We think that’s expressed in — in the Court’s recent decisions, its understanding of the Blockburger rule in Whalen and Iannelli and we think that that’s absolutely supported by the Court’s decisions in the Harris case, the Gore case, and the Blockburger case itself in which the Court relied on the rule to hold that consecutive sentences were permissible.

So we think the Court has already answered the question in how the Blockburger works in both directions as Mr. Justice White put it.

William J. Brennan, Jr.:

But I’d suppose you’d — I — I suppose that even if it were decided that these were the same offenses, if they — if they were tried together and the sentences — consecutive sentences imposed in the same proceeding, the Government would suggest that there’s no double jeopardy problem.

Mark Irving Levy:

Certainly.

I — I hope to get to that —

William J. Brennan, Jr.:

Okay.

Mark Irving Levy:

— by the end of my argument but we think we agree with petitioners in the sense that the first issue in the case for the Court to resolve is whether the statutes authorize the consecutive sentences.

We submit they do and therefore, the double jeopardy question will be presented here.

But we agree that that’s the first issue that the Court should pass upon.

To respond to Mr. Justice Brennan’s question to my opposing counsel, we think this case is not like Simpson and Busic.

First, after Whalen, it’s not completely clear to us that the Blockburger rule applies to the type of compound and predicate offenses that were at issue —

William J. Brennan, Jr.:

I — I think my question was, wasn’t it, whether or not the same inquiries that were made in Simpson and Busic and Whalen had to be made to resolve a question here.

Mark Irving Levy:

Well, the question in the end was the same, whether the statutes authorize —

William J. Brennan, Jr.:

(Voice overlap)

Mark Irving Levy:

— consecutive sentences in Simpson.

William J. Brennan, Jr.:

I think that’s all I said.

Mark Irving Levy:

In that sense, we agree with you but we think the analysis of the particular case here is much different than the one the Court employed in those cases.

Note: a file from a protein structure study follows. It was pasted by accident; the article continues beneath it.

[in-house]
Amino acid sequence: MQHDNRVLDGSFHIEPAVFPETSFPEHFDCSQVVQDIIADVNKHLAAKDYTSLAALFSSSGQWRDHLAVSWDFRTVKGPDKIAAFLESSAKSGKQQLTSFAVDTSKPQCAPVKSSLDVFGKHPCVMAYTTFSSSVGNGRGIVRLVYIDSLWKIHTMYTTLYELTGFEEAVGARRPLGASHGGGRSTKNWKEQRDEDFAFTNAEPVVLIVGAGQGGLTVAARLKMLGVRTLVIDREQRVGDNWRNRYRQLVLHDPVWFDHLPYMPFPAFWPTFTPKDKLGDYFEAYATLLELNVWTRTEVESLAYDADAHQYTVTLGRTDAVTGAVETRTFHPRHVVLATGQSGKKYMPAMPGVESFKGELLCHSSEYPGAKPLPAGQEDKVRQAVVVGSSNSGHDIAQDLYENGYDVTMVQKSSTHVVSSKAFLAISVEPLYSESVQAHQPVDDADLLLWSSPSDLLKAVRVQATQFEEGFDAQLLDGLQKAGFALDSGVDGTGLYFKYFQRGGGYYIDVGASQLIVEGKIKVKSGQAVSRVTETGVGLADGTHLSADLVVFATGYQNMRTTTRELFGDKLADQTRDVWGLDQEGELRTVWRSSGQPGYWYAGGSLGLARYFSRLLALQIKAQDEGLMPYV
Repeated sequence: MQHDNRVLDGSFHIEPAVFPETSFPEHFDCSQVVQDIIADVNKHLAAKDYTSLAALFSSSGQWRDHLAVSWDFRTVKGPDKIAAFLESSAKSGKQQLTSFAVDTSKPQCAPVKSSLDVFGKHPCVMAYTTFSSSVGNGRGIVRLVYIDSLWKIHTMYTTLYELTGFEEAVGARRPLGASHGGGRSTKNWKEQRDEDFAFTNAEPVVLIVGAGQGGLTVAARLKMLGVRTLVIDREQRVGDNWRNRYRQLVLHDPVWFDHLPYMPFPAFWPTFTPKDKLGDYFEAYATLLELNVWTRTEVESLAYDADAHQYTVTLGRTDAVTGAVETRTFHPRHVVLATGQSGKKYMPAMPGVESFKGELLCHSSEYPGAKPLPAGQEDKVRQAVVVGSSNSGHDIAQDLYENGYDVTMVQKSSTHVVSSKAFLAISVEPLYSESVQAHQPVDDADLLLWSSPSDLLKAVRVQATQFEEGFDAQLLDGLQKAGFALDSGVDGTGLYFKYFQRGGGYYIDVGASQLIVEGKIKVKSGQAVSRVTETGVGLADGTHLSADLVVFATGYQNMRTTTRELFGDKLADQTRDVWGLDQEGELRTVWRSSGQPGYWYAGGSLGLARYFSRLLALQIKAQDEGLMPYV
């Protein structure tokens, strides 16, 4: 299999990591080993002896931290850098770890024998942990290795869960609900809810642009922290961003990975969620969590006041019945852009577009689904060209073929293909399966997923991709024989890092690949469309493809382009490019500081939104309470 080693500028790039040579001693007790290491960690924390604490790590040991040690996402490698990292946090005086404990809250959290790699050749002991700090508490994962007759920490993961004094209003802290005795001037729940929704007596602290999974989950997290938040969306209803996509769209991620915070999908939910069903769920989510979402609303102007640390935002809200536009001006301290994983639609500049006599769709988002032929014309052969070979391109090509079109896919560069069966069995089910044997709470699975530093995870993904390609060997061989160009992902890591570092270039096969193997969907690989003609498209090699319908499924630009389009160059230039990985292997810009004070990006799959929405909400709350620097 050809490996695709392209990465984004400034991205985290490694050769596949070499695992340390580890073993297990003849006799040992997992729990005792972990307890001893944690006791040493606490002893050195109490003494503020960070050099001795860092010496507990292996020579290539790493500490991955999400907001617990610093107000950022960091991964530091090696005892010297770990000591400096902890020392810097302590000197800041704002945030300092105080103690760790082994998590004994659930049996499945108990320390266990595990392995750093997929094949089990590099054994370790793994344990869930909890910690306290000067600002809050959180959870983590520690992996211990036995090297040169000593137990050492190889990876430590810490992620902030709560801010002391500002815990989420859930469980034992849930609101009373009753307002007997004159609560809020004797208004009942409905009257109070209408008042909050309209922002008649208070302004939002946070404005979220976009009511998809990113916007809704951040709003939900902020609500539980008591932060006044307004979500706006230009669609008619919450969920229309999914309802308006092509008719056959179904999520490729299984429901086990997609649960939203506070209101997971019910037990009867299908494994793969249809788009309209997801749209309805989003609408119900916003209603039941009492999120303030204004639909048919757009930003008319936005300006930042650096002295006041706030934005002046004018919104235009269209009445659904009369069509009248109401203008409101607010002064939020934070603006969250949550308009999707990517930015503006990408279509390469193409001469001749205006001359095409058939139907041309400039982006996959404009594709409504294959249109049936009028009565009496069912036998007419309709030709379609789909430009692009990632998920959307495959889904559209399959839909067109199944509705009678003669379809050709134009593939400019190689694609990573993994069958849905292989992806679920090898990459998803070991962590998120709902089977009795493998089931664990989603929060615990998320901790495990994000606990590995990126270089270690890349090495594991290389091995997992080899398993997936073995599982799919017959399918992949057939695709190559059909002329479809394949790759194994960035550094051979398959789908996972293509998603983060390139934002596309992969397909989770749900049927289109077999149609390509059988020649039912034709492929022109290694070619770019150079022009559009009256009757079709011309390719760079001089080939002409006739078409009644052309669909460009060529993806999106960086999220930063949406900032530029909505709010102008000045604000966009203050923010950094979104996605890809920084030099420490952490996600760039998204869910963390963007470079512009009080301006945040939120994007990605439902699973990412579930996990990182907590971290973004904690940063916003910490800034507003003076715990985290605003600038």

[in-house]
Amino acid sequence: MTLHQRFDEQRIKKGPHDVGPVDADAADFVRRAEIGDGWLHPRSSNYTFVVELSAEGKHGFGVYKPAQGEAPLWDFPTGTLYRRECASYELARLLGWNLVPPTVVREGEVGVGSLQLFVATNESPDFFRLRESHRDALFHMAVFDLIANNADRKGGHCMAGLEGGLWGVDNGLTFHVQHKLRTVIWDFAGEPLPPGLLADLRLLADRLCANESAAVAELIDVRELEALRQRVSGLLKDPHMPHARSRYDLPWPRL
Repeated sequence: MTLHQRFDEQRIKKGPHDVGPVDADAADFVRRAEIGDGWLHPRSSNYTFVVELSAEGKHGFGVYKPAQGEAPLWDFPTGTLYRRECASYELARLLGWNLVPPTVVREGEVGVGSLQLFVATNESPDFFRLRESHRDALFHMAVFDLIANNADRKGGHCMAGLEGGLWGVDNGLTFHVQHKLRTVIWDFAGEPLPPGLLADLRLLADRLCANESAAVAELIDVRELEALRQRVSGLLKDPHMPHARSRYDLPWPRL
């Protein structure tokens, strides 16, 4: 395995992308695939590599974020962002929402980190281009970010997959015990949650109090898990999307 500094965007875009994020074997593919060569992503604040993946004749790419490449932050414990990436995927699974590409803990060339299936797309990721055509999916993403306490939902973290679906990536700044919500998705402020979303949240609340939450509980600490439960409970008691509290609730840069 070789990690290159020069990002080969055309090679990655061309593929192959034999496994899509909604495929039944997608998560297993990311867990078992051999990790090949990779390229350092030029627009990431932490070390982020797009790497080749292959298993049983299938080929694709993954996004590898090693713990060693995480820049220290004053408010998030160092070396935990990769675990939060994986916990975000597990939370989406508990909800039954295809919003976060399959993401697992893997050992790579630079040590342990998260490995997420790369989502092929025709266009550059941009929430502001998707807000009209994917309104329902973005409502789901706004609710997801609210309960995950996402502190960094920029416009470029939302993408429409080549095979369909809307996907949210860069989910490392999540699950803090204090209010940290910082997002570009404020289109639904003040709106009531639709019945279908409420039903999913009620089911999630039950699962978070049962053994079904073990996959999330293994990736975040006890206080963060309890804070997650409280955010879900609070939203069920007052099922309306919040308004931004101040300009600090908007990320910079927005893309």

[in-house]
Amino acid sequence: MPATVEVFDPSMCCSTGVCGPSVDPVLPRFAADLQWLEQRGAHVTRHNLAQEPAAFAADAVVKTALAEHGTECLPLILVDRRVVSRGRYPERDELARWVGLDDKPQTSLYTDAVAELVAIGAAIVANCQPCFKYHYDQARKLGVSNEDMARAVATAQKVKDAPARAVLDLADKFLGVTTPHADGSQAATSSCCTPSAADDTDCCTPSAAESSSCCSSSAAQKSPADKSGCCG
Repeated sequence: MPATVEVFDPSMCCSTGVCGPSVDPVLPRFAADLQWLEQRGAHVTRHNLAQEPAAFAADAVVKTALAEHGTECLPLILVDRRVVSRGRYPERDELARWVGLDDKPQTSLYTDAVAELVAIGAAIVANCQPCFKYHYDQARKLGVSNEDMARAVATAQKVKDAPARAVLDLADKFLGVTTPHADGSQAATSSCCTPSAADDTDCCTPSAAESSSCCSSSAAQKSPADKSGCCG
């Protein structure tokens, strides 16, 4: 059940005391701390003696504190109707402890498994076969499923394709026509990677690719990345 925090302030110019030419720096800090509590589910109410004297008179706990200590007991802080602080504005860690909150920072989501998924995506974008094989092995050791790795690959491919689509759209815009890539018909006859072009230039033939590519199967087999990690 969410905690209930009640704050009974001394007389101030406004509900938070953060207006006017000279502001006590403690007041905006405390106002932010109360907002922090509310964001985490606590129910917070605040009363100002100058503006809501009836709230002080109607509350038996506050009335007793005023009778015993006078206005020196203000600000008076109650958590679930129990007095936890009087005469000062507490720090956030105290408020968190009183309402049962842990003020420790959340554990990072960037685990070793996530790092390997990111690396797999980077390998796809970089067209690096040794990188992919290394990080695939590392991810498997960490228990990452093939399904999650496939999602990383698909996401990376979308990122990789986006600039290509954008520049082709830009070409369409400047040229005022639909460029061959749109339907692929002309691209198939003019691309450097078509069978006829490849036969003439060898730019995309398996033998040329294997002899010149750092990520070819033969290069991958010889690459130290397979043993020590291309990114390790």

In particular, the Court in — in Simpson and Busic did not employ the Blockburger test and certainly didn’t find that the test was — was met by the statutes at issue there.

And the Court certainly did not suggest that if Blockburger had been met, that it would not have given some guidance, indeed a presumptive guidance on the intent of Congress to authorize consecutive sentences.

Moreover, in those cases, as the Court found affirmative evidence, particularly the statement of Congressman Poff, from the rejection of the Dominick Amendment, affirmative evidence to support the conclusion that consecutive sentences were not intended by Congress.

Byron R. White:

Mr. Levy, may I ask you a question about — I want to be sure I understand what you’re saying about the two-way use of Blockburger.

You’re saying that if two offenses satisfy the Blockburger test in the sense that each requires a proof of the fact but the other does not, then one should presume that Congress had intended to authorize a double prosecution and double punishment.

Mark Irving Levy:

Exactly.

Byron R. White:

Or permit to prosecute.

And do you also say the converse?That if there are two offenses that do not each — are –are not mutually exclusive, that then the presumption is Congress intended to authorize only one punishment?

Mark Irving Levy:

We do, with the emphasis on the word presumption.

It’s a rebuttable presumption —

Byron R. White: